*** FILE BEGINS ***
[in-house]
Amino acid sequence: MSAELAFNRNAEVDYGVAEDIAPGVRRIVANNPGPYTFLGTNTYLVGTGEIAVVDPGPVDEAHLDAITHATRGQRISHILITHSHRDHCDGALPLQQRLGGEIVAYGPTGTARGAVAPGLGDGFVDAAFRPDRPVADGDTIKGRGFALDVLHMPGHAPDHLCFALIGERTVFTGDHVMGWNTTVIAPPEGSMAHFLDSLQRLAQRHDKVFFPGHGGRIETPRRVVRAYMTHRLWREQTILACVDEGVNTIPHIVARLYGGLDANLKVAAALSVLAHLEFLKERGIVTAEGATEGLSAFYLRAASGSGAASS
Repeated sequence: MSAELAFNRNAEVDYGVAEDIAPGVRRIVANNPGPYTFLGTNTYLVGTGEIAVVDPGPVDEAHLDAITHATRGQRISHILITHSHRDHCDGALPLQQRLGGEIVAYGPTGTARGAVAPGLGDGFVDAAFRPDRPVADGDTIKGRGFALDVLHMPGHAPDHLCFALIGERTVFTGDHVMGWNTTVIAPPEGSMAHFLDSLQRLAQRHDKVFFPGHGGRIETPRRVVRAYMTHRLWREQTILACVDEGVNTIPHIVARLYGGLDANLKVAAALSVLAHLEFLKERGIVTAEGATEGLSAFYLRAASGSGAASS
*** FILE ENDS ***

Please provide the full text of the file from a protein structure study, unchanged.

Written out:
[in-house]
Amino acid sequence: MSAELAFNRNAEVDYGVAEDIAPGVRRIVANNPGPYTFLGTNTYLVGTGEIAVVDPGPVDEAHLDAITHATRGQRISHILITHSHRDHCDGALPLQQRLGGEIVAYGPTGTARGAVAPGLGDGFVDAAFRPDRPVADGDTIKGRGFALDVLHMPGHAPDHLCFALIGERTVFTGDHVMGWNTTVIAPPEGSMAHFLDSLQRLAQRHDKVFFPGHGGRIETPRRVVRAYMTHRLWREQTILACVDEGVNTIPHIVARLYGGLDANLKVAAALSVLAHLEFLKERGIVTAEGATEGLSAFYLRAASGSGAASS
Repeated sequence: MSAELAFNRNAEVDYGVAEDIAPGVRRIVANNPGPYTFLGTNTYLVGTGEIAVVDPGPVDEAHLDAITHATRGQRISHILITHSHRDHCDGALPLQQRLGGEIVAYGPTGTARGAVAPGLGDGFVDAAFRPDRPVADGDTIKGRGFALDVLHMPGHAPDHLCFALIGERTVFTGDHVMGWNTTVIAPPEGSMAHFLDSLQRLAQRHDKVFFPGHGGRIETPRRVVRAYMTHRLWREQTILACVDEGVNTIPHIVARLYGGLDANLKVAAALSVLAHLEFLKERGIVTAEGATEGLSAFYLRAASGSGAASS